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October 17, 2003 - Image 8

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The Michigan Daily, 2003-10-17

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MMOR

Friday
October 17, 2003
michigandaily.com
artseditor@michigandaily.com

AFTS

8A

8A

By Archana Ravi

Daily Arts Writer

In a perfect world, all people
would live in a democracy cre-
ated by Wynton Marsalis. While
this is unlikely to ever happen,
Marsalis has created a perfect
democratic world within the
realm of jazz music. In fact,
Marsalis claims that what you
hear in a good jazz band is the
sound of democracy: "The jazz
band, like our democracy, works

best when
participation
is shaped by
intelligent
communica-
tion."
Wy nto0n
Marsalis has
b e e n
referred to
as the most
outstanding
jazz musi- -

Wynton
Marsalls
Quintet
Tonight at
7:30 p.m. and
9:30 p.m.
Early show $18- $40
Late show $22 - $44
At the Michigan
Theater

devote to composition as well,
and proved himself a brilliant
composer. Hewassespecially
*well-received by the dance
community. He has composed
for such companies as Garth
Fagan Dance, the New York
City Ballet, Twyla Tharp for the
American Ballet Theatre and
for Alvin Ailey American
Dance Theatre. He then went on
to compose his most ambitious
work to date, "All Rise," which
was performed by the New York
Philharmonic.
Marsalis also manages to
incorporate his love for classical
music in his life. He has won
nine Grammy Awards and earned
the distinction of being the only
artist ever to win for both jazz
and classical recording.
In spite of his demanding
career, Marsalis devotes a large
part of himself to educational
programs for the arts. In 1987,
he started a jazz program at
Lincoln Center which includes
performances, debates, forums,
dances, television broadcasts
and educational activities. He
has also launched educational
broadcast series on PBS and
NPR.
Without a doubt, Marsalis is
most recognized among musi-
cians of his caliber for his
s extraordinary character. He has
selflessly donated his time to
non-profits all over the nation
and has worked to promote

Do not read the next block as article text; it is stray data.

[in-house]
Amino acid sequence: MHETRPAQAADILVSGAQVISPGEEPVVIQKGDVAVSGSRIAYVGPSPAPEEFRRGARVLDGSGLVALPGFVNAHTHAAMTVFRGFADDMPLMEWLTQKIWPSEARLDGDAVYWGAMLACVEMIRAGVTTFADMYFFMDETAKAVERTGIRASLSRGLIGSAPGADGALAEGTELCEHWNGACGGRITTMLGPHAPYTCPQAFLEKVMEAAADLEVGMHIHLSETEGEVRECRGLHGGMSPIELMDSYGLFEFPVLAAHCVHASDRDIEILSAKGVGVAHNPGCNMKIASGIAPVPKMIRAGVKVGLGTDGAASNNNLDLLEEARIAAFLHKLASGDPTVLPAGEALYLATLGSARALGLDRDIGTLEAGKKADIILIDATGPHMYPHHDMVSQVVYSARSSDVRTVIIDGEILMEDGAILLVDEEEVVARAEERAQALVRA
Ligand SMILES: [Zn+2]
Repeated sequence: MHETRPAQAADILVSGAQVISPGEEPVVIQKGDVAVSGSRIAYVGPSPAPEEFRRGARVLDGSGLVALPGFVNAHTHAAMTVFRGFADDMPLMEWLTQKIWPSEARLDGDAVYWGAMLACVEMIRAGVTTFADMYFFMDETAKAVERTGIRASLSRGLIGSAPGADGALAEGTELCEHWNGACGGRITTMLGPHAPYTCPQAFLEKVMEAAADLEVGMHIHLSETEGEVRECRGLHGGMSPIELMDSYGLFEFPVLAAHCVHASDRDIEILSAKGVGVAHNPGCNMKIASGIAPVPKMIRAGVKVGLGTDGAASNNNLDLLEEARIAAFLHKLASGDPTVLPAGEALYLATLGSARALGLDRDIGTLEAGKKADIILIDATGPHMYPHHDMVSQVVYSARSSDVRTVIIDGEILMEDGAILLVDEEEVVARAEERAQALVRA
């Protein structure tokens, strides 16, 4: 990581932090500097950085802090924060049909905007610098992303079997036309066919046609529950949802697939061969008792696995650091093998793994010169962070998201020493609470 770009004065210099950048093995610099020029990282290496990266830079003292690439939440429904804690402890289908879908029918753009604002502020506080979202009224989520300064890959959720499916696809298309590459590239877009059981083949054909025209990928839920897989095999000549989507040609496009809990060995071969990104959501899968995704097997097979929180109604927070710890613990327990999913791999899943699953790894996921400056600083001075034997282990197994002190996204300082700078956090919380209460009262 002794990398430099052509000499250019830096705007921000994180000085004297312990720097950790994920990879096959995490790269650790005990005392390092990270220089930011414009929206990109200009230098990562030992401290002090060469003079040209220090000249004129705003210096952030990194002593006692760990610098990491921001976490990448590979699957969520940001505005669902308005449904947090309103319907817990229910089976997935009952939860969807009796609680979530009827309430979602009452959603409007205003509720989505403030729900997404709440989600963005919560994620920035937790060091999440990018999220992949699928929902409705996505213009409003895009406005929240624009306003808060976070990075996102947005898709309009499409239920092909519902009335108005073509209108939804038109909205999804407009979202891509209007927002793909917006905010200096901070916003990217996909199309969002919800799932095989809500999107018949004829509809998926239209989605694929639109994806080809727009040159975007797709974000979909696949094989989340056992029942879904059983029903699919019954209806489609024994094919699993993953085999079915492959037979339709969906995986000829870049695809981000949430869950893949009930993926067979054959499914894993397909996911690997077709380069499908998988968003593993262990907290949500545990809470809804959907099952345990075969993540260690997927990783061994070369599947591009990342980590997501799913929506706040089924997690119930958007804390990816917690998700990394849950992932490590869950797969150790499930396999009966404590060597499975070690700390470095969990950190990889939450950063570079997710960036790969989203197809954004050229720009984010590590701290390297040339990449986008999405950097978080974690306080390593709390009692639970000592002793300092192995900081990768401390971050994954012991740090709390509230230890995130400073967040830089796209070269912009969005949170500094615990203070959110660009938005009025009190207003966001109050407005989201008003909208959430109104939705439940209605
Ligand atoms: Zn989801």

social change in many different
ways.
Wynton Marsalis can be
described as an American musi-
cian for whom greatness is not
merely possible but inevitable.
The Wynton Marsalis Quintet
will be performing in two sets at
the Michigan Theater this evening.
The sets will begin at 7 p.m. and
9:30 pm. respectively.

cian and trumpeter of his gener-
ation. In addition, he is a
big-band leader, a talented com-
poser, a tireless advocator for
the arts, and an inspiring educa-
tor.
Marsalis's inventive union of
jazz and democracy is a testa-
ment to his creativity, brilliance
and wisdom.H
Marsalis became involved
with music at a very young age.
He proved his aptitude and dili-
gence very early on, and was
accepted, at the age of 17, to
Tanglewood's Berkshire Music
Center as their youngest mem-
ber. He eventually went on to
work with the Jazz Messengers and
played with such jazz greats as
Sara Vaughan, Sweets Edison and
Clark Terry.
Eventually, Marsalis started his

Comedy Central talent
brings laughs on tour

By Douglas Wemnert
Daily Arts Writer

"I feel like the youth of America
needs to be educated, and I'm the man
to do it," said Ed Helms, the 29-year-old
comedian and one of the stars of the
"Comedy Central No Class Tour" which
will roll into the University this week-
end. Helms, a correspondent on the
Emmy-winning
"The Daily Show,"
teams with Doug Comedy
Stanhope ("The Central No
Man Show") and Class Tour
Christian Finnegan Satrday at 8 p.m.
( " P r e m i u m $Satude ts ~
Blend") for a night $22NonStudents
$2 on Students
of laughs at the Atthe Michigan
Michigan Theater. Theater
A Georgia
native, Helms admits he "was kind of a
nerd" during his college days at Oberlin
College. While performing stand-up in
New York, he also began doing
voiceovers for advertisements, ranging
from "Say What Karaoke" to product
commercials for Efferdent, Turns and
Doritos. His favorite, however, was
being the voice of an animatronic lobster
in a Snuggles commercial. "I named
him Smuggly,"he fondly recalls.
Now, still living what he calls "the
crazy bachelor lifestyle," Helms admits,
"I couldn't be happier (to work for "The
Daily Show")." Calling colleagues Jon
Stewart, Steven Colbert and Rob
Corddry "damn funny," Helms has great
respect for his fellow comedians, nam-
ing Jerry Seinfeld and David Cross as
some of his favorites.
Doug Stanhope, one of Helms' coun-
terparts, has enjoyed much success as.
well. Releasing his third live CD last
year, Stanhope has been called one of

Courtesy of UM;
We respect your brother Branford for leaving Leno when he did.
DEMOCRATIC TUNE
MARSALIS QUINTET JAZZES UP A 2

Courtesy of Comedy Central
Brian Unger, without the cool.